In the meantime, what? Lou is left to his own devices. This shit--no pun intended never happened when I was working a more-normal 8:00-4:30. But when I shifted to 2:00-10:30, the shit hit the fan. Metaphorically-speaking, of course. I have no fan.

Added to the I-gotta-poop-here's-a-good-place mentality is the occurence of the "Death of the Pillow." I came home from work recently and Lou was laying on the couch with his tail wagging. It quickly sagged between his legs when I noticed that, no, it hadn't snowed while I was at work and, no, a Colombian druglord had not broken in and left his stash of primo coke on the front room's floor. No, nope, neither. Rather, what had happened was that Lou had torn my brown throw pillow to pieces. (I was kinda fond of it. I'd put it behind my head when I was laying on my back on the couch, and that made it easier to see the TV, which I hardly watch.

"Jesus Christ, Lou! What the fuck, man?!" I'd exclaimed.

"What the fuck" was that he'd been bored and alone and left to his own devices.

I used to cage the kid while I was gone. And, today, I considered doing that again, while I was taking him out after I got home from work. But then I came to my senses. No way in hell am I going to cage him ever again, the only exception being if a serviceworker for some company has to do some work in my place.

No, what I have to do is treat the kid with more respect. Respect meaning, I need to treat him more as a living, breathing being that get bored and that gets lonely. He's a generally quiet, well-behaved dog, so maybe that's why I've come to take him for granted, as in poop and pee on command, Lou and don't miss or get bored when I'm gone. (Oh, and also do my laundry and clean the baffroom, mmmkay?) No. That's not right. he's quiet, sure, but if I'd wanted a quiet, non-destroying dog, I could have gone to Toys-R-Us and bought a stuffed animal. Not only is he a highly-intelligent dog (or so it seems to me) but he's also a Pit Bull-Boxer mix and, ask anyone who has one, those dogs are highly-energetic, as well.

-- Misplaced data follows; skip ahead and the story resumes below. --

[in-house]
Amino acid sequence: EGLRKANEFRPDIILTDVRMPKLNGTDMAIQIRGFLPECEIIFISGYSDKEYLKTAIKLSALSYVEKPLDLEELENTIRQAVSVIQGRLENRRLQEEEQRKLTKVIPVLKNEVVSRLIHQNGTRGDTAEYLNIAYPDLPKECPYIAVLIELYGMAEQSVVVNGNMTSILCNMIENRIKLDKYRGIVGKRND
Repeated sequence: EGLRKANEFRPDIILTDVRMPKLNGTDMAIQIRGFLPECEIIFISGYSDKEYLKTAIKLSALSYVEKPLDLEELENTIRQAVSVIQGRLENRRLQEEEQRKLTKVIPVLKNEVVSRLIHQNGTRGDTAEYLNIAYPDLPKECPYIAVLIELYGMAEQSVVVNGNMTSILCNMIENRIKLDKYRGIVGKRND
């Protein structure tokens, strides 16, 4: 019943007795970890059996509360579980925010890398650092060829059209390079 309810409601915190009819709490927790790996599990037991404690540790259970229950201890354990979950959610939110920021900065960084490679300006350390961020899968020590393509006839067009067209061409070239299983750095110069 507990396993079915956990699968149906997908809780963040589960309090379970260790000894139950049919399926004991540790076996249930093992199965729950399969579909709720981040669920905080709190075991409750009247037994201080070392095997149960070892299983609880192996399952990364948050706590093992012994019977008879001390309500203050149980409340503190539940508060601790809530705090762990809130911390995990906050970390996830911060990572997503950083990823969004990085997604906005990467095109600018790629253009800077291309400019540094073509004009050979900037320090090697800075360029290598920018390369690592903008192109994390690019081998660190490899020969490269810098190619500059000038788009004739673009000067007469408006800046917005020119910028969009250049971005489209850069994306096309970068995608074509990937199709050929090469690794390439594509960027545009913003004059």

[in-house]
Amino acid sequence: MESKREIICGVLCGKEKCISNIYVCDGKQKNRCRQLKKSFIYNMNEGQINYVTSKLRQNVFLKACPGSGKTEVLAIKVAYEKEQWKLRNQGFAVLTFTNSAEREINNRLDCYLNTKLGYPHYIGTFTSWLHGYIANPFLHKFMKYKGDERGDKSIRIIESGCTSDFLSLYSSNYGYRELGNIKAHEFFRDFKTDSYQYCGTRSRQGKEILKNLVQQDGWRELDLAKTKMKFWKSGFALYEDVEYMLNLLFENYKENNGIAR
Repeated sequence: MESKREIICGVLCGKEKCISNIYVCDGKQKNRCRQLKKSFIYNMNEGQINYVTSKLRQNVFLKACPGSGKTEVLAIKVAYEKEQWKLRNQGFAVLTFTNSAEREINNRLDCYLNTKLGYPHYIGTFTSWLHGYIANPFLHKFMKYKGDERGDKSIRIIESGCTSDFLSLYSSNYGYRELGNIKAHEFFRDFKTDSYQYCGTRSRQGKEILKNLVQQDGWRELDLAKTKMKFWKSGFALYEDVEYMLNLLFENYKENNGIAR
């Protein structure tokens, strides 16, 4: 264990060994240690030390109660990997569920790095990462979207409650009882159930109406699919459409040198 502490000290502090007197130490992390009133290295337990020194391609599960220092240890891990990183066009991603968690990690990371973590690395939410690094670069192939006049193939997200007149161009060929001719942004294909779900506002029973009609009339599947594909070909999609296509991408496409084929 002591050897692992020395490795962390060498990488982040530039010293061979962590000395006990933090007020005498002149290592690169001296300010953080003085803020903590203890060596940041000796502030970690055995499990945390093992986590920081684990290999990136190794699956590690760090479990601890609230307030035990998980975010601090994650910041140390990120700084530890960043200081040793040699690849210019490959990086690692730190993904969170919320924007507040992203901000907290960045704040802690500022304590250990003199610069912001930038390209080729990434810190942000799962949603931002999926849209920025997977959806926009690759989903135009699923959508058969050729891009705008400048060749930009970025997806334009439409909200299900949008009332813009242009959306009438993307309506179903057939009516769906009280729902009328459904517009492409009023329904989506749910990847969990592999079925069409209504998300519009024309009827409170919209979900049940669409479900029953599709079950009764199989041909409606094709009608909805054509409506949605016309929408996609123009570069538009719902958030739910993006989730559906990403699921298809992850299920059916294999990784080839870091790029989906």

So, I'll get started on that "more-attention stuff" tomorrow. Just kidding. When I'm done typing this, the kid's gonna get at least a walk around the block. And, Jesus, Adam! Stop waking up right before you have to go to work! Get a life, dude!

Anyone have any interesting "Destroyer Dog" stories? I'd love to hear them....

(By the way, the smell of a cigarette burning down to its filter is surprisingly-like that of unwanted dog shit. Just noticed.)

Wednesday, November 01, 2006

Have you ever looked in a mirror and said to your reflection, "Fuck off. Go away. I hate you and I no longer want to have your babies." Have ya?

Nor have I, with that baby thing. Other than that, yes. Of course. Of course I've cursed. My reflection. Who hasn't? Even the prettiest and most-handsome of this 21st-Century lot have looked in a mirror and hated waht they saw.

Bypass physicality. That ain't the point, here. We all have an extra 20 or a bald head or saggy tits or a six-pack from the Devil. What I'm talking about, here, is looking in the mirror, looking into our blue green hazel brown black red opaque eyes and not liking the ESP-mind-fuck that comes back. No one knows one better than one knows onself. And when one looks into a mirro? Unless one is blind, the skeltons in the closet do rule.

So. Whadda we do? Do we AVOID mirrors? Do we spoon our eyes out and walk around blindly? Or do we take in our reflective countance, and thank the Most High and Powerful Heebie-Jeebie for our time on this spinning rock? Short, long or bypassed, we gotta give it up to the Bearded White Man in the Sky.

Every damn day is a gift. Never you forget it, three readers. Every day is a wrapped-in-a-bow gift. Sent to us--however--by THE-most dedicated toy-maker, evah!

Milton Bradley. Yes.

I jest.

The gift of life, the gift of always being behind on bills, the gift of a smooth lover, the gift of chocolate when you're sugar-rushin'...that gift is from God. Other nation-states have the same idea.... There is a Creator, and He (or She) created us.

So. Anyway. Where was I? Okay. Here:

So the next time that you look in the mirror and cat-hiss at the results, just remember: We're all beautiful in God's eyes but six-inxh stilettos seal the deal.

Happy All Saints Day!

Peace be with you.

("And also with you!")